Liberal MP Tim Whetstone made a request for “the total amount of Australian steel and Australian concrete used in State Government infrastructure projects in 2010-11 … [to] 2015-16” under Freedom of Information laws in April this year.
But an accredited freedom-of-information officer has responded that “there was no reporting requirement for country of origin or amounts of steel or concrete in the contracts”, and that the Department of Planning, Transport and Infrastructure (DPTI) does not hold any documents within the scope of Whetstone’s application.
The freedom-of-information officer also said the department had no documents regarding “the total amount of Australian steel and Australian concrete used in the South Road Superway project”.
DPTI told InDaily in February that: “The majority of the steel (tonnage) used in the South Road Superway project was sourced from OneSteel (now Arrium)”.
“Eighty per cent of the reinforcement steel used to construct the pile caps, piers and segments was procured from OneSteel,” a spokesperson for the department said at the time.
DPTI is standing by its February statements.
A department spokesperson told InDaily: “As stated in the letter to Mr Whetstone, the Department does not hold any documents within the scope of his Freedom of Information application. At that time there was no requirement for Urban Superway to report to DPTI specific details regarding quantities of steel and concrete procured.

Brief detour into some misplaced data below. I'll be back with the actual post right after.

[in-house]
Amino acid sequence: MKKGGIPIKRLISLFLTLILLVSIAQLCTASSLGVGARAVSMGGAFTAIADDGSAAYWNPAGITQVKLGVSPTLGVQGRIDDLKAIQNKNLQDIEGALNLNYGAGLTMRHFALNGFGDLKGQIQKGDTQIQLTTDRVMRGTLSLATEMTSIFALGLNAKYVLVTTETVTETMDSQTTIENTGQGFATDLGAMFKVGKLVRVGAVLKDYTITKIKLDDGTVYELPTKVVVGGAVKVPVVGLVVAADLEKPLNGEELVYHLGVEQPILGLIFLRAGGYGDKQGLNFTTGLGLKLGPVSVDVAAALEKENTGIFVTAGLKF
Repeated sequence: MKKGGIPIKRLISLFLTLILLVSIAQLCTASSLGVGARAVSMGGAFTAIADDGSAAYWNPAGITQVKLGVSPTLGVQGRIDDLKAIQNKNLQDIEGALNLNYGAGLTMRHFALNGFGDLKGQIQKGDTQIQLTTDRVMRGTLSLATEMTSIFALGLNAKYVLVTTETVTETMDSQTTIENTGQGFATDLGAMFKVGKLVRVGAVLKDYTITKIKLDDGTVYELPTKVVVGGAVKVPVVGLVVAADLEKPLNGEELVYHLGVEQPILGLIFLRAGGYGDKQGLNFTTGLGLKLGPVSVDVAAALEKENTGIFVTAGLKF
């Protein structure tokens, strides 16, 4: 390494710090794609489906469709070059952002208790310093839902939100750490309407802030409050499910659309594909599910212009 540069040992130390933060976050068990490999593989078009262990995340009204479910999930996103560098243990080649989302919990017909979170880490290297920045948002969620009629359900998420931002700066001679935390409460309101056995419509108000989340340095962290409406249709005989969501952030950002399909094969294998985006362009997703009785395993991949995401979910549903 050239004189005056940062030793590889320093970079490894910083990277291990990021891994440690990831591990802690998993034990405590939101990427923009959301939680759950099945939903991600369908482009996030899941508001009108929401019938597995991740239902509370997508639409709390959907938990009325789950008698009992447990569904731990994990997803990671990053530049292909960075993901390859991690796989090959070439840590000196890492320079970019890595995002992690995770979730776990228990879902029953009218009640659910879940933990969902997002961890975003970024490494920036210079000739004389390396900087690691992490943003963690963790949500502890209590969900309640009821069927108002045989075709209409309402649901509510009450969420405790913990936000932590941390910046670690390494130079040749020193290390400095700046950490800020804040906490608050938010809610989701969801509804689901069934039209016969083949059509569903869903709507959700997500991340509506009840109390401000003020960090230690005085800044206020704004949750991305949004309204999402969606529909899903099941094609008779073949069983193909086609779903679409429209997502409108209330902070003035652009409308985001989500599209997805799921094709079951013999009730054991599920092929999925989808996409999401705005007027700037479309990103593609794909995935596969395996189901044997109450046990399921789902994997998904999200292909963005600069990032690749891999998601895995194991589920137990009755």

“However, Urban Superway engaged with OneSteel to explore options for supplying the materials locally and every effort was made to support local industry.
“The response provided [to InDaily] on 19 February 2016 still stands.”
Whetstone said it was “not good enough for the Government to continually bandy around figures about the amount of Australian steel used in these infrastructure projects but not provide any evidence”.
“I call on the Weatherill Labor Government to immediately provide substantial evidence that shows the total amount of Australian steel and concrete used in the South Road Superway project.”
Whetstone is on the Public Works Committee, which is currently re-examining the Superway project after an InDaily investigation revealed allegations of questionable construction practices on the project.
He suggested it was “disingenuous for the State Government to continually claim there was as much Australian steel used as possible in our major infrastructure projects when the Department for Transport and Infrastructure stated there was never any requirement to report where steel came from”.
“The Weatherill Government must conduct an audit of steel used in all major federal, state and local government infrastructure projects in the past decade to identify opportunities for increasing the use of Australian steel in South Australia.”
Treasurer Tom Koutsantonis pledged in late 2015 to mandate the use of Australian standard steel in all future infrastructure projects.
Last week the Greens introduced legislation into State Parliament that would enforce a requirement for around 90 per cent local steel procurement in future projects.
Koutsantonis said it was “a wonderful compliment from Mr Parnell [SA Greens leader Mark Parnell] and the Greens that they seek to put Labor’s steel procurement policy into legislation”.
Asked for the Liberal Party’s policy on local procurement of steel, Whetstone said he was working on that with the party’s Mineral Resources spokesperson Dan van Holst Pellekaan.
However he said local steel procurement was “about supporting local jobs”.
Infrastructure Minister Stephen Mullighan told The Advertiser in April that it was impossible to say how much of the steel used in the New Royal Adelaide Hospital build came from struggling Whyalla steelmaker Arrium.
InDaily has contacted DPTI for further comment.
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